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Found 3 results

  1. In honor of our two old OCs being back, I say Freeman up the middle for 1 yard.
  2. https://www.profootb...otebook-week-5/ Green Bay @ Atlanta | 1st Q, 11:13 | 1st & 10 . Outcome: . Julio Jones gains 17 yards to push the Falcons into the Green Bay red zone on their opening scoring drive. . Why it worked: . Well-executed misdirection plays are a sight to behold and when they click they usually lead to big gains, just like this one. End-arounds are designed to get outside and when combined with a fake to the opposite side of the field against an aggressive defense, they are a very powerful tool for an offense. You will often see an end-around work because the backside defender, in this case Erik Walden, crashes hard to the inside opening up the backside of the play. Walden only takes a couple of false steps on this play, but the Falcons are still able to make him pay and get to the edge. . Atlanta runs this play very cleverly, incorporating a fake into the pitch to Jones who runs his end around straight from the trips bunch to the right side of the formation with fullback Ovie Mughelli leading him from the inside of the bunch. Rookie running back Jacquizz Rodgers appears to be headed on a pitch off right end but Jones cuts in front and takes the pitch out to the left instead. With only those two false steps from Walden as he looks to step down and pursue the play right, the left side has opened up and with Roddy White running Tramon Williams off down the field from his left wideout spot, Jones has half the field to himself. From there it’s simply a case of running to space and picking up the yardage that the Packers have surrendered. Much-troubled left tackle Sam Baker doesn’t make a block on Desmond Bishop but his positioning prevents Bishop from taking an angle to have any chance of stopping Jones short of the first down. This play was well-executed and only excellent pursuit in the secondary cut it off from getting in to the endzone. Back in 08 MM offense was full of trick plays like theese. I remember a game vs Tampa, where Ryan faked the handoff to Ovie, faked the pitch to the left to Norwood looked downfield and hit wide open Norwood in the flats (I think for a huge gain)...I was like whooooaaaaa .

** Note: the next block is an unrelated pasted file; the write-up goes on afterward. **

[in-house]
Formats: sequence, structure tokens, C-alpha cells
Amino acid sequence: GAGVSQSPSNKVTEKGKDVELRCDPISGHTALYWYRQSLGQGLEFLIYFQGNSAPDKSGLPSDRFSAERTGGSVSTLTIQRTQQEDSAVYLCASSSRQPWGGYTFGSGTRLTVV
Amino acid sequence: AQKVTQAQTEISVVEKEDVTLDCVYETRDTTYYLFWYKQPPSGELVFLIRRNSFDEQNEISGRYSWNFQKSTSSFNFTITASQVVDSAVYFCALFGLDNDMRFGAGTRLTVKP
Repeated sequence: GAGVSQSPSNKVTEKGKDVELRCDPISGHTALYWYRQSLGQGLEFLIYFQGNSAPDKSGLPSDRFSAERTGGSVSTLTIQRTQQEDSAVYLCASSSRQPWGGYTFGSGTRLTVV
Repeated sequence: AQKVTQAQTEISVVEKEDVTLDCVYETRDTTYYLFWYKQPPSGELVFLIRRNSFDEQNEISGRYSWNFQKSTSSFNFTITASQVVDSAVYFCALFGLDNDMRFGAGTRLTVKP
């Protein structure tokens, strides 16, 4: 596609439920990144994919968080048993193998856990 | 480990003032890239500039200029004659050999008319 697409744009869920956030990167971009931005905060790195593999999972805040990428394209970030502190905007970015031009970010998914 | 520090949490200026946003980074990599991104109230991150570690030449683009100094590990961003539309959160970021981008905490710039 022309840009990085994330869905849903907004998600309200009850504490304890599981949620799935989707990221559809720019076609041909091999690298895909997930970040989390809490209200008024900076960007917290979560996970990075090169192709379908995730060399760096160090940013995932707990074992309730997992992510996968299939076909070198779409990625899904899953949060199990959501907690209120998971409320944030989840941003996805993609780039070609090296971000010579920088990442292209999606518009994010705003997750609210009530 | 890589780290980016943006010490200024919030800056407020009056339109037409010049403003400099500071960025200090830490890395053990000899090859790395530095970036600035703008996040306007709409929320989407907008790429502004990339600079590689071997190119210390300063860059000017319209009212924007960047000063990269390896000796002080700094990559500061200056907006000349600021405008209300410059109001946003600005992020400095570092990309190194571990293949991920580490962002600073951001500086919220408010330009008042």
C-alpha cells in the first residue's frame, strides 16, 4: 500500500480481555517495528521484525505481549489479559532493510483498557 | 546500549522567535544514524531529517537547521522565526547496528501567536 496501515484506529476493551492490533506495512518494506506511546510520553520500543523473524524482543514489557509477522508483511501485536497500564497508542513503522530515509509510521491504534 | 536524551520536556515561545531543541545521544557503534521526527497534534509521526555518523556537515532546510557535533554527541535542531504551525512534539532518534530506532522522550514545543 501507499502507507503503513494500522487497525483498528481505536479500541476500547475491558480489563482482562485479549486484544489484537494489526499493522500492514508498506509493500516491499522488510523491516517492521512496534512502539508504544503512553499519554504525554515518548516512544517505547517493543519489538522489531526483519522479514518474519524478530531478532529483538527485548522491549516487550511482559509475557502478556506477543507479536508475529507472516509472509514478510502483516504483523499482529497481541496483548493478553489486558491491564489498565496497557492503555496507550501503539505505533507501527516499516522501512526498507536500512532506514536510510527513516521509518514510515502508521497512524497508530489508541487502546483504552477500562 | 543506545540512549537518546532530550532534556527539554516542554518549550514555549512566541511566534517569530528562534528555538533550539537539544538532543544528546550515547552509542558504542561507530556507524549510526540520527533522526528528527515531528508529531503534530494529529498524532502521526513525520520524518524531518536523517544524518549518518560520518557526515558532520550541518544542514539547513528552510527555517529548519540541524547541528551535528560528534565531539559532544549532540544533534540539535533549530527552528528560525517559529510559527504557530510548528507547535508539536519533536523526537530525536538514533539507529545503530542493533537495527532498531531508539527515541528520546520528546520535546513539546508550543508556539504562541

3. This year it's become increasingly clear that we're in danger of being left behind a large portion of the league in terms of offensive production and scheme. A vocal majority of the board has been very clear about their distaste for Mike Mularkey's offense, however most of those comments are of the "Open it up!!!" nature...criticism that doesn't accomplish anything in terms of actual solutions and, instead, sounds like bellyaching for bellyaching's sake. In reality, there are very clear problems with our offense that amount to more than "opening it up." Specifically, those problems relate to how our coaching staff is actually underutilizing the talent gap we have over most teams in the league. The first two weeks of the season have really hammered home what our problem is. We have failed to adapt to the "modern" NFL be adopting a more spread-esque offensive philosophy that would allow our considerable talent advantage to reap rewards. Instead of approaching offense similar to the way that the more explosive, less talented teams are approaching it, we've opted to continue to same old "grind it out" style that makes us easy to defend and, more destructively, easy to predict. Two teams in particular are laying the blue print for how our offense should look on a more consistent basis: the New England Patriots and the Buffalo Bills. In 4 combined games, the Pats and Bills have put up 152 point utilizing a variety of spread principles that have left their opponents incapable of slowing their offense. By utilizing 4 and 5 wide formations, these teams are spreading defenses thin and causing mismatches all over the field. Buffalo specifically, is doing this with a fraction of the talent we have on this team. They are the poster children for the new NFL....a pass happy, high yardage NFL seeking explosive passing plays and keeping defenses on their heels. Why aren't we adopting similar strategies? There is very little downside to doing more of this sort of thing. Instead of giving away crucial first downs with the exact same counter that we run on a majority of our first downs, we aren't we seeking to use slants and drags to pick up 3-5 yards at a clip? Why do we feel like Michael Turner's carries will magically become more efficient once he crosses the 18 carry threshold? I understand the value of wearing defenses down, but other running backs with similar or inferior skill sets are being used in a more efficient manner and keeping their legs fresh. These principles (spreading the field, not giving away downs, increased efficiency) were noticeably present in Matt's no huddle attack on Sunday. Obviously, this is our best shot at beating the better teams in the league and reaching the full potential this year has. Matt is a smart enough decision maker and capable enough QB to eliminate the "take what the defense gives us" approach and, instead, adopt an approach more conducive to dictating terms to the defense. Organisms that fail to adapt to changing environment die off, as their tired attributes render them unsuitable to continually compete with innovative entities. If we do not begin to adopt a more up tempo, spread out offensive strategy, we are going to be left in the dust by the Buffalos, the New Englands and the Detroits. The Packers, the Eagles and the Saints. We need to be aggressive, not passive. We need to adapt.
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